Your guide to Ujjayi breath

Have you ever experienced your teacher prompting you to utilised your "Ujjayi breath" at the beginning of a class? But what does it mean and how do we use it?

Ujjayi breath, sometimes called "ocean breath", "victorious breath" or "warrior breath", is a breathing technique (pranayama) used by yoga practitioners. Unlike other breathing techniques in yoga, Ujjayi breath is used during asana practice instead of meditation.

It is a diaphragmatic breath, which first fills the belly, then rises to the chest and then finally to the throat. The "ocean" sound is created by narrowing the throat, specifically the "glottis" so that the air passing through creates a rushing, or ocean sound. The breath is breathed in and out through the nose rather than through the mouth, in equal lengths in and out.

Why do we use Ujjayi breath?

Many practitioners use ujjayi breath as a way to emphasize the link between breath and movement. Specifically yogis in breathe synchronized practices such as Vinyasa and Ashtanga. In addition to this, there are a myriads of benefits providing value towards a simple practice.

1. Ujjayi breath can balance the cardio-respiratory system. This helps carry oxygen to your muscles and organs and further removes waste. This therefore increases the amount of oxygen in the blood, regulates blood pressure and helps us carry out strenuous movements of holds for much longer.

2. Ujjayi help heat the body, which readies us for asana practice. The friction of the air passing through the lungs and throat generates internal body heat. It is similar to a massage for the internal organs; as the core becomes warm from the inside, the body becomes prepared for the asana practice.

3. It help improve concentration in our physical practice. As it links breath to movement, it helps focus the mind and keep your awareness on the present movement. This adds an almost meditative quality to the practice.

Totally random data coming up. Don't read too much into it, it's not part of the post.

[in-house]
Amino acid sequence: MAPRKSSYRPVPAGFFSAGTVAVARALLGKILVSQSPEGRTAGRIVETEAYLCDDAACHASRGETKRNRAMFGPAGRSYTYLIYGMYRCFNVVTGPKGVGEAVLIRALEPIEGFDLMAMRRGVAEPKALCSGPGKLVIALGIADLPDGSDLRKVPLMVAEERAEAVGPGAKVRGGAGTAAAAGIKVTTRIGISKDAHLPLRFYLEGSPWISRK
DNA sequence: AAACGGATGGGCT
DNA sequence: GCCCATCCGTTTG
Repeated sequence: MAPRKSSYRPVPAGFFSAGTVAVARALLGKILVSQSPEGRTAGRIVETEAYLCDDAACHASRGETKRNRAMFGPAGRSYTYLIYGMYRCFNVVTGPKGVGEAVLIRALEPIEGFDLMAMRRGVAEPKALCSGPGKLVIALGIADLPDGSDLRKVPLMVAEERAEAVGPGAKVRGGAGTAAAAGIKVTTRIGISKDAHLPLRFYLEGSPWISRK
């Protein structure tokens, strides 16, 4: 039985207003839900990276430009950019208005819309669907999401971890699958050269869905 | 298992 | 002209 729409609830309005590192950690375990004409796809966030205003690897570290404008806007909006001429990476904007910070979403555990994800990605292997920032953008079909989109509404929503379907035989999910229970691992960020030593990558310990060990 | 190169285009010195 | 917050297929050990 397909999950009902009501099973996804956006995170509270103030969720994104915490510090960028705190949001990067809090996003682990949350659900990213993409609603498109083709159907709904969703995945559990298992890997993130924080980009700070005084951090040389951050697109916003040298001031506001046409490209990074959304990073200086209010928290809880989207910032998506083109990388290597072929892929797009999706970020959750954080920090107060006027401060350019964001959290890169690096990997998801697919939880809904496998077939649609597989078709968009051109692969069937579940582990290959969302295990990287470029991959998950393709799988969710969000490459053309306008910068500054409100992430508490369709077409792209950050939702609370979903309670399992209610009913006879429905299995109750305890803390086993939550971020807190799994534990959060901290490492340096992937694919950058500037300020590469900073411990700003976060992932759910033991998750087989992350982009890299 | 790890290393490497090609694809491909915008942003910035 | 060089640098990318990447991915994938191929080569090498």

4. Ujjayi tells us when we need to surrender and rest. The breath should remain even and smooth throughout our practice. Therefore, when we feel our breath changing, it tells us to stop and take a resting posture. This allows us to practice honestly, taking a step back to let go of our ego.

"Like all things Yoga, Ujjayi breath takes practice and a relinquishment of self-identified inhibition (which also takes practise!)...but it's a key that unlocks many doors and can transform your practice."

When to use Ujjayi breath

You can practice Ujjayi breath on or off the mat. But wherever you practice it there are certain things to keep in mind. Ujjayi breath creates heat. There are times where adding heat is inappropriate or counterproductive to a practice. If you are taking a Yin or Restorative class, you may not want this heat in the body. Some pregnant yogis can find Ujjayi breath too heating to maintain for a whole practice.

How to use Ujjayi breath

You can follow this handy video by Adriene to learn more on how to use Ujjayi breath.

Happy practicing yogis